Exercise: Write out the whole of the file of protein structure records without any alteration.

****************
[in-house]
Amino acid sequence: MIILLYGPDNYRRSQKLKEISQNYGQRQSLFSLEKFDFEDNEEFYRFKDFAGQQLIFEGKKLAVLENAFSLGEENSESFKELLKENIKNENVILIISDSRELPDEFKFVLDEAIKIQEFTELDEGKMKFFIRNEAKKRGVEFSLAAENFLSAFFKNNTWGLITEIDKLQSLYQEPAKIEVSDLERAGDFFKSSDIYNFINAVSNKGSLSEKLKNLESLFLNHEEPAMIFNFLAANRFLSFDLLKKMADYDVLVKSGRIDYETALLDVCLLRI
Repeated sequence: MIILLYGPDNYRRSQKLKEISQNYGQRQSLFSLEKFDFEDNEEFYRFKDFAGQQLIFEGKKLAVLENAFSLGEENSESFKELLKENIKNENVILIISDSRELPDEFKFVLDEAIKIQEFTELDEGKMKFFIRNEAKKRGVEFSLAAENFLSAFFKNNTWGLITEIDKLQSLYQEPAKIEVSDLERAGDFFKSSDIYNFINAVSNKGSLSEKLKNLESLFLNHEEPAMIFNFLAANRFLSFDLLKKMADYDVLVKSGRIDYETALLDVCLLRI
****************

[in-house]
Amino acid sequence: MIILLYGPDNYRRSQKLKEISQNYGQRQSLFSLEKFDFEDNEEFYRFKDFAGQQLIFEGKKLAVLENAFSLGEENSESFKELLKENIKNENVILIISDSRELPDEFKFVLDEAIKIQEFTELDEGKMKFFIRNEAKKRGVEFSLAAENFLSAFFKNNTWGLITEIDKLQSLYQEPAKIEVSDLERAGDFFKSSDIYNFINAVSNKGSLSEKLKNLESLFLNHEEPAMIFNFLAANRFLSFDLLKKMADYDVLVKSGRIDYETALLDVCLLRI
Repeated sequence: MIILLYGPDNYRRSQKLKEISQNYGQRQSLFSLEKFDFEDNEEFYRFKDFAGQQLIFEGKKLAVLENAFSLGEENSESFKELLKENIKNENVILIISDSRELPDEFKFVLDEAIKIQEFTELDEGKMKFFIRNEAKKRGVEFSLAAENFLSAFFKNNTWGLITEIDKLQSLYQEPAKIEVSDLERAGDFFKSSDIYNFINAVSNKGSLSEKLKNLESLFLNHEEPAMIFNFLAANRFLSFDLLKKMADYDVLVKSGRIDYETALLDVCLLRI